We know the days are waning when we still can walk my way through the densest sections of our forest – with the trees and bushes nearly leafless and the thorn briars less resilient (and with no worry of creatures underfoot). The ripping thorns and the twist of vines and branches remind me of the messiness of our private and public worlds. I thought of T.S. Eliot’s poem Wasteland, and quotes from him like this one:

Where does one go from a world of insanity?
Somewhere on the other side of despair.

But there are other pictures we’ve found of a forest wood untangled. Keeping them in mind as we’ve marked trees to keep, and inglorious brush to take away, has been a help to us as Magnalia co-collaborators are currently clearing and planning a space to be called The Marsh-land.

The clearing will create a hayfield in the topologically lowest ground near the homestead, which is overly wet and needs vegetation to soak up excess rainwater, and gulleys around the field’s perimeter to evacuate water into Hogan’s Creek, which feeds into the River Dan.

The selected vegetation for The Marsh-land is Phalaris arundinacea, or reed canary grass – a tall, perennial bunchgrass that commonly forms extensive single-species stands along the margins of lakes and streams and in wet open areas. Other common names for the plant include gardener’s-garters in English and pasto cinto in Spanish. It is related to Saltmeadow Hay, Marsh Grass and Saltmeadow Cordgrass.

In Colonial times, these varieties of hays were harvested as a valuable crop and used for animal fodder and bedding, as well as garden mulching. Its advantages in a garden include the fact that it resists rotting, and doesn’t pack down and smother plants. It’s also a beautiful variety of hayfield.

Reed canary grass is harvested by farmers all across the country. In our native state of Wisconsin, for example, the Keppel Farm near LaCrosse reports that it takes harvests and bales hay at least once or twice a summer. “It’s a cash crop we have sold to customers for many years,” Mr. Kepple reports. “Cut at the proper time, it is a highly rated feed for cattle, horses and other livestock.” They mound the hay in lofty stacks until it’s used to feed awaiting ruminants.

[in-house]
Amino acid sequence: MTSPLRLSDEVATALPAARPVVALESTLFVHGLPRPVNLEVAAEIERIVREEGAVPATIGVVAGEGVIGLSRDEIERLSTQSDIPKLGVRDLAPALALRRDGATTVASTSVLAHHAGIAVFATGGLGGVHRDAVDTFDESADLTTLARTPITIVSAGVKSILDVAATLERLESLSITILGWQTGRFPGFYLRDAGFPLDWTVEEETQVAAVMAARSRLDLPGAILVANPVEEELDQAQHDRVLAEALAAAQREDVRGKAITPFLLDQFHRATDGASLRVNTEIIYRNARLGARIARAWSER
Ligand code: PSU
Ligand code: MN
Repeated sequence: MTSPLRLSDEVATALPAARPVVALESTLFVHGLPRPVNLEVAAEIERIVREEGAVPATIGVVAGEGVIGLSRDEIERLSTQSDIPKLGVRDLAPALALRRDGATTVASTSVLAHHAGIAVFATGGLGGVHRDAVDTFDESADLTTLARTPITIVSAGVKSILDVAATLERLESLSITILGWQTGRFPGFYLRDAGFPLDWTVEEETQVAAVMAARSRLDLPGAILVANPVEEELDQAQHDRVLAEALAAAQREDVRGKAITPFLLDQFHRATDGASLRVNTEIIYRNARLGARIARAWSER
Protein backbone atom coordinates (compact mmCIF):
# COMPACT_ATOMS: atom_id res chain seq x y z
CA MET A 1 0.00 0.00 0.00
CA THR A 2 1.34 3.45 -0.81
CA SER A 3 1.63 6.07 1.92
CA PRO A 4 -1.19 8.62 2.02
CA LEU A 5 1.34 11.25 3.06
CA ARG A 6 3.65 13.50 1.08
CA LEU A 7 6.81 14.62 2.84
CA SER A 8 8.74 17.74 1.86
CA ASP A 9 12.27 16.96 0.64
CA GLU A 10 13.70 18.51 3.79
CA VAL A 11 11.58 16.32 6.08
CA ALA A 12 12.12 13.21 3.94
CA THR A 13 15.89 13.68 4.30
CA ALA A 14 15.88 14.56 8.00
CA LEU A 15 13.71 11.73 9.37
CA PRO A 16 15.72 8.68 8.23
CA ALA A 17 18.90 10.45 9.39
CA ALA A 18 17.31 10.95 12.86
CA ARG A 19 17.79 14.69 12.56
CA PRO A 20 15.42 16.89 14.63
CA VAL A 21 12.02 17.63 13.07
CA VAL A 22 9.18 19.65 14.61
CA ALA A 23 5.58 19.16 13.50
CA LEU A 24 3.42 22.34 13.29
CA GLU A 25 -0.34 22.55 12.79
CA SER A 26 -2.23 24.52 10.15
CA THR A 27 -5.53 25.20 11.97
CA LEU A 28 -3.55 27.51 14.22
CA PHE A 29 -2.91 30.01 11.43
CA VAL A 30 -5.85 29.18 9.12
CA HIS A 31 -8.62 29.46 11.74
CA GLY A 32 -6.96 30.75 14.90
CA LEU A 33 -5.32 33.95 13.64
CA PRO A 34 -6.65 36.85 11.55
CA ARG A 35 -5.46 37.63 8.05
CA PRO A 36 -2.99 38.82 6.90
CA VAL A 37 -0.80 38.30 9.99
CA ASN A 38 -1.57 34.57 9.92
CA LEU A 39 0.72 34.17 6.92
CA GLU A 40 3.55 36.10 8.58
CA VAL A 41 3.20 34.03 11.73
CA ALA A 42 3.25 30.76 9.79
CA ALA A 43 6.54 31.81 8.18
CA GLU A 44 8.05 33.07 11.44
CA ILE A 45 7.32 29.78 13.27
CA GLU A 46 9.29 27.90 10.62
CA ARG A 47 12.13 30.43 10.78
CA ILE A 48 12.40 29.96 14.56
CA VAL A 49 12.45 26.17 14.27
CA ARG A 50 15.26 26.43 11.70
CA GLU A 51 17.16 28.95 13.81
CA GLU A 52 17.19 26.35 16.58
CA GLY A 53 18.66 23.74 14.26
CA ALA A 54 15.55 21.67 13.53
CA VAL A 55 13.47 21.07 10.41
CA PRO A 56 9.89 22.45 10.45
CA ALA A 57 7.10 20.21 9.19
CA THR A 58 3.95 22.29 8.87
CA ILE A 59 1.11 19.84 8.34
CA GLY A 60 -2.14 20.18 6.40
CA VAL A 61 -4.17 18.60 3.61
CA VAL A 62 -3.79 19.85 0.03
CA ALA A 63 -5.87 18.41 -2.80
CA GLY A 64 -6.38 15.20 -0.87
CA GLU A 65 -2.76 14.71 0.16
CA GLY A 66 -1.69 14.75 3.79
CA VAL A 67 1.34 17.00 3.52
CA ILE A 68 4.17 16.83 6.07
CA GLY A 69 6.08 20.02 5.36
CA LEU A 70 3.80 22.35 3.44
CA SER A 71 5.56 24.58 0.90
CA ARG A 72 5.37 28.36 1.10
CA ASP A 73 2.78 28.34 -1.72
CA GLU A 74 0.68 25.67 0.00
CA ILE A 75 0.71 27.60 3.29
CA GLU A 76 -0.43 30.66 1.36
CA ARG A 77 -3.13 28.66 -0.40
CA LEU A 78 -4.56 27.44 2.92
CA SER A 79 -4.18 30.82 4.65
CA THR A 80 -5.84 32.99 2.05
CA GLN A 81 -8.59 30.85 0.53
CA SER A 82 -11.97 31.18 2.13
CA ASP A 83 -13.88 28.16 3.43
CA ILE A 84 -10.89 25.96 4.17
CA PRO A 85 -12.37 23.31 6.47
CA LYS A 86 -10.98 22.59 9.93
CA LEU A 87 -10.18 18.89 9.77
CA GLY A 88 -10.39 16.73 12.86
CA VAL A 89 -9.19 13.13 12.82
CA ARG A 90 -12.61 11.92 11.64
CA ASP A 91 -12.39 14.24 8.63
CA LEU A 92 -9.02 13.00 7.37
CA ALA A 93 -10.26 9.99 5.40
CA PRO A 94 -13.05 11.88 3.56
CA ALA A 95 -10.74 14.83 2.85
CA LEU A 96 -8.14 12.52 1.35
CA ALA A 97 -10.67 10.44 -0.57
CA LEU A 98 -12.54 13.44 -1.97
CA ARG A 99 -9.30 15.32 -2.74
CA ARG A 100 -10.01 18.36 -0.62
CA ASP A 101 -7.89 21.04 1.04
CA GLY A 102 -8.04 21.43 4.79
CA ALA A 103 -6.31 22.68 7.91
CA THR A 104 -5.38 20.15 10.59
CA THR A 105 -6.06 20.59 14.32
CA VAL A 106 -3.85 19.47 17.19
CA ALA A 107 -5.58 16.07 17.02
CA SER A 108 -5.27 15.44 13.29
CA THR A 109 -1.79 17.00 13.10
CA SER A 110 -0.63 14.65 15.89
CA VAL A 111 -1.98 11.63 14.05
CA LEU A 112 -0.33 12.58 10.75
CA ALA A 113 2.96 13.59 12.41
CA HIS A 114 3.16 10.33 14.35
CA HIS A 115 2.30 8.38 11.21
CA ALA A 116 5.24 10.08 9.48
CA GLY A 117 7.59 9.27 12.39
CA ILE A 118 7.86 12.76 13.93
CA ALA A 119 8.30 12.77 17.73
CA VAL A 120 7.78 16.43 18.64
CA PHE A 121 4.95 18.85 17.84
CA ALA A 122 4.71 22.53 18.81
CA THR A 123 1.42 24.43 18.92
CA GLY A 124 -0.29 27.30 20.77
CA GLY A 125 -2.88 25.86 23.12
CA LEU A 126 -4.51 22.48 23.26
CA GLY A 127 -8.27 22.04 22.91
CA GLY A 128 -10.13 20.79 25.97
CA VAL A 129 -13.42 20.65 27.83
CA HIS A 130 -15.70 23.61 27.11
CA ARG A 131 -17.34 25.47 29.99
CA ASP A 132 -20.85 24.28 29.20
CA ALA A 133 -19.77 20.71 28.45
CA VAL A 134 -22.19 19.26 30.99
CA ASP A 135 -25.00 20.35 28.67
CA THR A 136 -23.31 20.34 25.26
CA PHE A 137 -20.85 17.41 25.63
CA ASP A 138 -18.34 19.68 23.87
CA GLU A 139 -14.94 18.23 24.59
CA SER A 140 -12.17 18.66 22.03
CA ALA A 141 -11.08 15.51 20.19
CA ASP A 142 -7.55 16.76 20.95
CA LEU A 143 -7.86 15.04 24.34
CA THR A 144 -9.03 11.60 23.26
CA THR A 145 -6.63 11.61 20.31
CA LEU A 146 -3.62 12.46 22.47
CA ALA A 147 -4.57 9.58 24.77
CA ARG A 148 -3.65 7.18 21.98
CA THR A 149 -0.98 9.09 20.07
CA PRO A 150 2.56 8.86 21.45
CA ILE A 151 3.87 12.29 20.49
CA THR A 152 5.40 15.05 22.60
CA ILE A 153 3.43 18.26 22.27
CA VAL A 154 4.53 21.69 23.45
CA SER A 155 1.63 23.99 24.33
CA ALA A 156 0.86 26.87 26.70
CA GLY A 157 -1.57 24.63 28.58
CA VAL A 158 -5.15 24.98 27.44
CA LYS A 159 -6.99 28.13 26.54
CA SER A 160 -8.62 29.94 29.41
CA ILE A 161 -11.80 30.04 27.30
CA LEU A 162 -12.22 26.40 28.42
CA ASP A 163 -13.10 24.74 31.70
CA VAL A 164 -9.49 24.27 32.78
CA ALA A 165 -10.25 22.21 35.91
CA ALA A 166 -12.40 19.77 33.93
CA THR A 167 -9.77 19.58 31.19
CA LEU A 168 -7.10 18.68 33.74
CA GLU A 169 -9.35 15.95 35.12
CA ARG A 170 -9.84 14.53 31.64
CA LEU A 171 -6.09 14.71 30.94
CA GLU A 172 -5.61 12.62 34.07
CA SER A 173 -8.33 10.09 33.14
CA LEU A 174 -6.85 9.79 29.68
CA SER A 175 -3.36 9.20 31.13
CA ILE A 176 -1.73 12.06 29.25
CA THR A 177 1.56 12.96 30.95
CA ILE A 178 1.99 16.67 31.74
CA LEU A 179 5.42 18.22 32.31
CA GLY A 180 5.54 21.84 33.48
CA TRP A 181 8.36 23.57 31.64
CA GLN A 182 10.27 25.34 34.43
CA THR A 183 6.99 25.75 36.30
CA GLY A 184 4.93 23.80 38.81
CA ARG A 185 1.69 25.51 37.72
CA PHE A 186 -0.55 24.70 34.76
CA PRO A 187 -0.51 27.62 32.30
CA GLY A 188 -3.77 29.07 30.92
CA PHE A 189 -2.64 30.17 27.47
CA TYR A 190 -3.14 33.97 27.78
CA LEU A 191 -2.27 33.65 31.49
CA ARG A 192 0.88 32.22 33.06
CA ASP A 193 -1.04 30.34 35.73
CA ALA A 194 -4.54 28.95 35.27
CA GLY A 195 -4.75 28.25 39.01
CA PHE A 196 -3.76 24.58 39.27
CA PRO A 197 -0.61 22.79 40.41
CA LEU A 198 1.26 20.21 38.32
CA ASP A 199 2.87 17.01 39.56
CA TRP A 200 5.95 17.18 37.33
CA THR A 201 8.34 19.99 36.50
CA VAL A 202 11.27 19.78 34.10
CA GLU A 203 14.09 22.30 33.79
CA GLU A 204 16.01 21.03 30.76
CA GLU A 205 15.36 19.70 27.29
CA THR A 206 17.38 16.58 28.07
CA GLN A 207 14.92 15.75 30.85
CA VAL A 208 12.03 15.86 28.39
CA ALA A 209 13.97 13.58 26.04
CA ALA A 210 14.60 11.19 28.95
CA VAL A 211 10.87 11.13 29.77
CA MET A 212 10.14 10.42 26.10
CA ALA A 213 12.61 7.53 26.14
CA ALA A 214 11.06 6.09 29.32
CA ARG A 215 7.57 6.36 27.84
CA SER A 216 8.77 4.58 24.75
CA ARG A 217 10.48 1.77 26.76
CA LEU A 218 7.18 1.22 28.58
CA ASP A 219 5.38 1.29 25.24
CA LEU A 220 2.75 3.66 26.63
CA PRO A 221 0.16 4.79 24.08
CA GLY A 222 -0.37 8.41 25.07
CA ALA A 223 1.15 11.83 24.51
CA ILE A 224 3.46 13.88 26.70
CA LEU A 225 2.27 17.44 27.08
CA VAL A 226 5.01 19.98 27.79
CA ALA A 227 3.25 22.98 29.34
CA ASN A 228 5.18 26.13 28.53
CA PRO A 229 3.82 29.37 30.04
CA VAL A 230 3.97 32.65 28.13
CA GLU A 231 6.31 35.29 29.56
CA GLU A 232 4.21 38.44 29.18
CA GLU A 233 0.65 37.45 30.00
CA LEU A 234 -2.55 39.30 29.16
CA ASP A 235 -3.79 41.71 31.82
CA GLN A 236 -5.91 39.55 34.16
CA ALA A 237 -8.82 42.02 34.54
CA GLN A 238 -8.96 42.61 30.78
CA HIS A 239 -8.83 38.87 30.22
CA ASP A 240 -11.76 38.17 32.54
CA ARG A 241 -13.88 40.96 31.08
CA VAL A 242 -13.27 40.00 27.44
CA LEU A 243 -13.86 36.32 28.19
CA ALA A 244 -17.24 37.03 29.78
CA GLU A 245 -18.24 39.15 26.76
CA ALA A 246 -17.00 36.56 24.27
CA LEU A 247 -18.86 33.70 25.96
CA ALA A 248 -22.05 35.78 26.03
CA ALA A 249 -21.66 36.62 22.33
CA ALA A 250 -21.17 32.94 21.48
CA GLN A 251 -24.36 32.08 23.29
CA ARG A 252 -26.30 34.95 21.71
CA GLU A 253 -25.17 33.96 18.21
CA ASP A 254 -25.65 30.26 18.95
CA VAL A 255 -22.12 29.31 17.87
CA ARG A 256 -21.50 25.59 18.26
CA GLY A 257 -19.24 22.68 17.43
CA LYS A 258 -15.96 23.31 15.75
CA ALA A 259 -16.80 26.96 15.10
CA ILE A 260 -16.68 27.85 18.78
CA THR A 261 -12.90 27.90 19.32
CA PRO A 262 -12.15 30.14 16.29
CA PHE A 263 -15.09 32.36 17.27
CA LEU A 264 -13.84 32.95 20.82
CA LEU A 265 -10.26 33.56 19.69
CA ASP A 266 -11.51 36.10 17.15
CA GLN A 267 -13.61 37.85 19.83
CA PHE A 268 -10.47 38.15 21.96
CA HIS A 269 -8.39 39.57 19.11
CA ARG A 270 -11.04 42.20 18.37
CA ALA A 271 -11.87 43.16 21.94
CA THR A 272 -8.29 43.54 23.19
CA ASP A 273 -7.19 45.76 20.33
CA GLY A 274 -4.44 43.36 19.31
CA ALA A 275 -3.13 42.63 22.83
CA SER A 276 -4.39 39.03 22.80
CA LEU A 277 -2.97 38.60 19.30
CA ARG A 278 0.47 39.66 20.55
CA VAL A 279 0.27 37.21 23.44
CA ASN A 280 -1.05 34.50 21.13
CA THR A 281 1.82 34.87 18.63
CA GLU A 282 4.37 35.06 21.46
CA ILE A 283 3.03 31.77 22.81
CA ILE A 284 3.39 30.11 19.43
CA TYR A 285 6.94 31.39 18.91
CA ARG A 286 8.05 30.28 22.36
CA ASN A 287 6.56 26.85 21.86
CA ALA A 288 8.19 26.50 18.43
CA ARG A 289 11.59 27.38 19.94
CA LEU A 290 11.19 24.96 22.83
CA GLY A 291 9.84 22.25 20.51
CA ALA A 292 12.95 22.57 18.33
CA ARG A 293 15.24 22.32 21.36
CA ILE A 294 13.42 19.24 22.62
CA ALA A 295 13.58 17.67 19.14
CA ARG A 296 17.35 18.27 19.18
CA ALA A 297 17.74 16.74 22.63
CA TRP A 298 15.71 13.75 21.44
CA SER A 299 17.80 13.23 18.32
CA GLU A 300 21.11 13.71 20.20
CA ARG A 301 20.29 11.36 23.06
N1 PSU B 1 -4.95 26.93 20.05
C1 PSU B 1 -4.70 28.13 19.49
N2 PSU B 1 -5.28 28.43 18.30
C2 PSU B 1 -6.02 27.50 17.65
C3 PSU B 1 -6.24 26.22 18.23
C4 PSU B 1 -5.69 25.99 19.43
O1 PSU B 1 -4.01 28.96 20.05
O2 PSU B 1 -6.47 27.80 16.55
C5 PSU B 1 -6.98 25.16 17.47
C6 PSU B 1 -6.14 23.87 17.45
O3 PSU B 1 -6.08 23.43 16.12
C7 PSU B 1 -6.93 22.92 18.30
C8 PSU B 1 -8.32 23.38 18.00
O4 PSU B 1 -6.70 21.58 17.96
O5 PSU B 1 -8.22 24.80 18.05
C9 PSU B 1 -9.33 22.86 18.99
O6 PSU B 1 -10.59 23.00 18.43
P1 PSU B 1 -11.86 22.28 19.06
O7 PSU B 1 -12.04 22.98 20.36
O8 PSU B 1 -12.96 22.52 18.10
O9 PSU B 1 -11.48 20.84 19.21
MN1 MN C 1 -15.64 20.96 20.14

Because reed canary grass can be invasive and spread and create a homogeneous ecology, like ivy or kudzu, we were encouraged to border The Marsh-land with a road which runs the circumference of the harvestable field. We discussed how to make the ugly, impenetrable space have an almost park-like look, bordered by an untamed forest edge on the one side and the tree-lined creek on the other, usually with bails of hay left out in the field.

We dreamed a dream. It helped us press on.

In the midst of the mess, which it still most definitely is and for some time will be, we were given a picture courtesy of our laptop screensaver (at random) that was worth a thousand words to us. And then we searched for others like it, and found another.

So ends the story how we journeyed from a very real Tangled Wood into an Impressionist painting called Haystacks, Morning by Camille Pissarro, and then on into Haystacks by Claude Monet.

What a gift. Though we know, and are not denying, that Einstein was right:

Plans are only good intentions unless they immediately degenerate into hard work.

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